I’m sure you’ve had quite a number of those ‘Aha!’ moments over the course of your life. They the times when an activity you were in the throes of mastering suddenly clicked. And what had required enormous physical and mental effort, as if magic, became ‘as easy as pie,’ as the saying goes.
Well, spiccato can sure be like one of those. For some, though, the throes of mastery go on much, much longer than is necessary.
And the questions I’ll answer today are, why this is so; and how does one get back on the right track.
You see some folks are defeated before they even begin; they haven’t learned to walk before trying to run.
The foundation of an excellent, dependable spiccato is an excellent, pure detache. That is number one.
It’s interesting and even instructive to note, by the way, that in the old German school, spiccato was almost anathema. They just didn’t think it a legitimate stroke worthy of study.
After all, tone is produced when the bow is ON the string, not off. And the great German romantic era was indeed all about tone and its ability to transmit FEELING.
Yet today, in this country, it is almost the opposite. Many players seem to wear their spiccato as if it were some kind of medal to be displayed at any and every opportunity, even when it is stylistically inappropriate.
I guess this tells you something of where my own sympathies lie.
Yet the point of my telling you these things is to get you to relax and stop trying to force it to happen, if this is the predicament you’re facing at the moment.
An effective, pliant spiccato is cultivated over time, and finessed into action. It does not arise from ‘man handling’ the bow, as some would believe.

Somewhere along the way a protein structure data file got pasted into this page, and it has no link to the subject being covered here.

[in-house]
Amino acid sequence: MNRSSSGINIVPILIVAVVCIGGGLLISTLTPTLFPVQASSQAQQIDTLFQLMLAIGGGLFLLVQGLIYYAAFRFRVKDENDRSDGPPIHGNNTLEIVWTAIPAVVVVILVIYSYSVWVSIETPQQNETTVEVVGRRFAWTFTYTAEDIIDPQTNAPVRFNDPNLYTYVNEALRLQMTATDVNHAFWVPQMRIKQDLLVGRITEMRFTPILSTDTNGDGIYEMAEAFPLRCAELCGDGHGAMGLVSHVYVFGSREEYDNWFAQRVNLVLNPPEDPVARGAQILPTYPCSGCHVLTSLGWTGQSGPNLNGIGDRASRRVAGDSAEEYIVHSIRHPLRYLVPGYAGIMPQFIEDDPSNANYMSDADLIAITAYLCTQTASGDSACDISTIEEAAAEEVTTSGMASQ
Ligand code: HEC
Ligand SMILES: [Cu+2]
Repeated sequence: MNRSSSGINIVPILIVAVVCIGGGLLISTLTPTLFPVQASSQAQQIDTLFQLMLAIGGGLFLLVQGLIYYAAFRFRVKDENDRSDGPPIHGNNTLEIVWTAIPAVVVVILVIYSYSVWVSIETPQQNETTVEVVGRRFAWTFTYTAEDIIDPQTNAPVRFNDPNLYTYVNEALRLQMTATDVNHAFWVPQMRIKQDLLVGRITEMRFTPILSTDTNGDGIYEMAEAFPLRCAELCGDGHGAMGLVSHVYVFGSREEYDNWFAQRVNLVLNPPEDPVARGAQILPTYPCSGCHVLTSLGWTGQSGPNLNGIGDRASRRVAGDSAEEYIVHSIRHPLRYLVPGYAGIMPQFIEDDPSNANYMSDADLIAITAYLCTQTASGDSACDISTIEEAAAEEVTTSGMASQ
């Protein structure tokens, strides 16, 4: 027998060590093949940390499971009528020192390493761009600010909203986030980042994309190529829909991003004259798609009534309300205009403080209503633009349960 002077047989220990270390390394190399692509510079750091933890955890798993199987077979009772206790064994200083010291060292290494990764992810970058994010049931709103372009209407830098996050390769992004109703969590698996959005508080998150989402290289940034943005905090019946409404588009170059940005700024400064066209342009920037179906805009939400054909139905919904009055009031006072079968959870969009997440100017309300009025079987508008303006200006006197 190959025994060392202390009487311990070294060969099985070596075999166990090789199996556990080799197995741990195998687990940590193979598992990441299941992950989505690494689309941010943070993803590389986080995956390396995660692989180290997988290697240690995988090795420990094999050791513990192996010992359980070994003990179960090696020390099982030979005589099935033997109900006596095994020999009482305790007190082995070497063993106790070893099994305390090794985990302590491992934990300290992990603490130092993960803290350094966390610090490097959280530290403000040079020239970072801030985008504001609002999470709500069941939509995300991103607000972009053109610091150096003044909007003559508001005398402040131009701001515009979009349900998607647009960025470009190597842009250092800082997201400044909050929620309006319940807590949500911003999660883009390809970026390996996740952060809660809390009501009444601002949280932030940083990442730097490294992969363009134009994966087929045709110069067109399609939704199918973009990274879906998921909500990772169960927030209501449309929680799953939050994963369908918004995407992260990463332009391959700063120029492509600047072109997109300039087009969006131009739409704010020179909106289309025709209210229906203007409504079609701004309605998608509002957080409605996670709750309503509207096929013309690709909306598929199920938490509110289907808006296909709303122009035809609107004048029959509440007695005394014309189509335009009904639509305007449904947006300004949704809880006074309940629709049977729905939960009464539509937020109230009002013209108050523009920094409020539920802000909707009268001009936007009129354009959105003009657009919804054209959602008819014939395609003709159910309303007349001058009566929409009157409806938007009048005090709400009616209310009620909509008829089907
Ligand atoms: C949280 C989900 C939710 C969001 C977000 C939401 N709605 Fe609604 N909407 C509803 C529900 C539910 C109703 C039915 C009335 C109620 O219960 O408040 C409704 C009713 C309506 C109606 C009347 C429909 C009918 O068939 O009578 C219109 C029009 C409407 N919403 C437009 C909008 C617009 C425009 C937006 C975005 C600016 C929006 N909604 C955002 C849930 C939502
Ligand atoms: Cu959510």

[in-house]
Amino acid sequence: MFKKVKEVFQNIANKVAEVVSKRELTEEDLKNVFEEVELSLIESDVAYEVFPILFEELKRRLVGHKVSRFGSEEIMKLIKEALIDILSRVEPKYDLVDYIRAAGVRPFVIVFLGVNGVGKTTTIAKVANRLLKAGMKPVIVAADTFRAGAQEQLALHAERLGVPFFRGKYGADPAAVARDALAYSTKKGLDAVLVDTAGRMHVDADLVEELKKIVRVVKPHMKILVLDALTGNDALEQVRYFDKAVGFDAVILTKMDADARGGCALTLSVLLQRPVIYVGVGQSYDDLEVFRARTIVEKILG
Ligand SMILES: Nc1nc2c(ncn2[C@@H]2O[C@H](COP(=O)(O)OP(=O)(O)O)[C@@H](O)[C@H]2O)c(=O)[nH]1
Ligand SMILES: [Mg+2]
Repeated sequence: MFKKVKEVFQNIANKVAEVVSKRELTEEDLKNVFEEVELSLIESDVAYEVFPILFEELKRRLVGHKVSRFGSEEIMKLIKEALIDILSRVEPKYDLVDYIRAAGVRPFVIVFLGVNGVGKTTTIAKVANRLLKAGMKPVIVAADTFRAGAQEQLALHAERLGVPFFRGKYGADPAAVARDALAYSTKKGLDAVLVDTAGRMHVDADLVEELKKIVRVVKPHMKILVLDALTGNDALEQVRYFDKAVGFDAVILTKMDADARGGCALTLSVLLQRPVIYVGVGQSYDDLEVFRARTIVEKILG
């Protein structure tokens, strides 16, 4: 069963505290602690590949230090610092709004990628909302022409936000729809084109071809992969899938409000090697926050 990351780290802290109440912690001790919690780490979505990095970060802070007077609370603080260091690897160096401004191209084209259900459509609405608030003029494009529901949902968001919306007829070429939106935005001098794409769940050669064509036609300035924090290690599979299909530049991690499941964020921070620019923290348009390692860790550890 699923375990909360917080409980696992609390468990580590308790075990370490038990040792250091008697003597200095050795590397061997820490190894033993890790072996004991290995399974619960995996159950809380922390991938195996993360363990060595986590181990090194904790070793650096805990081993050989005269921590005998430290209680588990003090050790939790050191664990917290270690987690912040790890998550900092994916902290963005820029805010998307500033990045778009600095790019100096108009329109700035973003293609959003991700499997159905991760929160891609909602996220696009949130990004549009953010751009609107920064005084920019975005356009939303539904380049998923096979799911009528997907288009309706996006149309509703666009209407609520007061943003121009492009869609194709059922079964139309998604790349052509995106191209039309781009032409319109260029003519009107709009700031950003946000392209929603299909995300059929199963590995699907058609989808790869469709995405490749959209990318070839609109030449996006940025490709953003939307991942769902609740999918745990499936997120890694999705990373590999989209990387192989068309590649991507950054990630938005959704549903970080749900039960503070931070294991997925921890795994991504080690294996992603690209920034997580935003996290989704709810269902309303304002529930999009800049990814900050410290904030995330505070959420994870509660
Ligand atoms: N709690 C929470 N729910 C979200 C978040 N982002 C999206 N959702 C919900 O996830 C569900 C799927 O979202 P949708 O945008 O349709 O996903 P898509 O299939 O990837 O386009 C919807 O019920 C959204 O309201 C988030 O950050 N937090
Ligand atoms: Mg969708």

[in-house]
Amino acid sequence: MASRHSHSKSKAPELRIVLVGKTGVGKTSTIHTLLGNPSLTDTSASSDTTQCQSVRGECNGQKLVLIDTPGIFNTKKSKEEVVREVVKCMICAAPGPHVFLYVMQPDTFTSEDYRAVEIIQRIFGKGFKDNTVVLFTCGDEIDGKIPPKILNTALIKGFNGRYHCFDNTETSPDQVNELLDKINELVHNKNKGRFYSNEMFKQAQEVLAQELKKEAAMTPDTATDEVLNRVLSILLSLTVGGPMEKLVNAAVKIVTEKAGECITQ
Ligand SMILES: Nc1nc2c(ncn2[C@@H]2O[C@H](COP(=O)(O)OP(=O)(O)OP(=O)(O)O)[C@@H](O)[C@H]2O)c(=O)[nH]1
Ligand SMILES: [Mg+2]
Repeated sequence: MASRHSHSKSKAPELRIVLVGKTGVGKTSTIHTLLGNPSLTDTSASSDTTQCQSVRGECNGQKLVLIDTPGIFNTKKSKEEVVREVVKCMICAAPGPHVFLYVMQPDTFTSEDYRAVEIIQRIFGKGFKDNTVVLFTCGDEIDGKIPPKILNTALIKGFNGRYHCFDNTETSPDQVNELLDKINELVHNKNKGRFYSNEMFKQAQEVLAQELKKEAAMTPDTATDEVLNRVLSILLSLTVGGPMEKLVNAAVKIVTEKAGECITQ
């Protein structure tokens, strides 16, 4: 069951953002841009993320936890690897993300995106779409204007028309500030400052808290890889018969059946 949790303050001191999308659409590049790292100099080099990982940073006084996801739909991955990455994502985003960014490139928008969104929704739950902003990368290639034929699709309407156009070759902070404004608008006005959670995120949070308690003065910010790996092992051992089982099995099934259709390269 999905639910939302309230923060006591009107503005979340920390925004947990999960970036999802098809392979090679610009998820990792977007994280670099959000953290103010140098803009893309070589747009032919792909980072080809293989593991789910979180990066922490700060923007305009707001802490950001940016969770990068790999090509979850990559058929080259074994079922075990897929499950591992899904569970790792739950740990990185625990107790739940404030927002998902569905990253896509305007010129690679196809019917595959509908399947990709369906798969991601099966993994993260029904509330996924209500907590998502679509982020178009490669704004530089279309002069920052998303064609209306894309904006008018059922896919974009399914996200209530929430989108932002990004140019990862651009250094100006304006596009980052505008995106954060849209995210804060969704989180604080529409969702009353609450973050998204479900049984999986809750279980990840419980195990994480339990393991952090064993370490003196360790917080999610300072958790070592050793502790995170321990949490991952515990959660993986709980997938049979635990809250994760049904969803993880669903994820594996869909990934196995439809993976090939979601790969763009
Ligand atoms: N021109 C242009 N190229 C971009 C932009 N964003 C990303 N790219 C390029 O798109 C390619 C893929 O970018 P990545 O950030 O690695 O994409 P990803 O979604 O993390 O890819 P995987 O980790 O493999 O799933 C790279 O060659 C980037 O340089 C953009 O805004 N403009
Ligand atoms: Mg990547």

Ok, so now let’s assume you’ve got the makings of a fine detache in place, and you do want to begin making the bow ‘jump.’
The first thing to bear in mind is that the bow jumps, or bounces, as a result of the surface tension formed and broken at bow changes.
It is not something produced by making vertical motions with your hand or arm.
Yes, there is something called a ‘brush’ stroke, in which you do drop and lift the bow purposefully. Yet that kind of CONTROLLED movement is a distant relative to the stick-generated stroke I’m talking about here.
What you want to do to get surface tension working for you, is, without altering your detache form in the least, to narrow the travel of the bow down to the smallest amount possible on each note. In other words, to concentrate the detache much like they do the orange juice sitting in supermarket freezers.
Now remember, this is happening right around the middle of the bow; a little below, in slower tempi; a little above in very fast ones.
And ‘edge’ the bow as I mentioned the other day, this will dampen away the excessive chatter you might otherwise produce in doing this.
One further thing, at the beginning I recommend you even focus on PREVENTING the bow from jumping. Doing so will get your bow RIGHT IN THE STRING and keep you focused on horizontal movements of the stick.
At a certain point in the process, as you narrow the range of motion and increase the amount of weight on the string, the bow will begin to ‘jump’ in spite of your best intentions for it not to.
And THIS is the beginning of a truly excellent spiccato. From here it is a matter of experimentation with pressures, speeds, and bow placement to get the ‘feel’ of a range of conditions. Yet each MUST evolve naturally from the interaction between bow hair and string.
You know, I was asked once whether I thought the spiccato stroke can actually be taught. And indeed it is rather like riding a bicycle. How do you really ‘teach’ that? You can point folks in the right direction, yet it is something to be experienced before it can be truly understood.
All the best,
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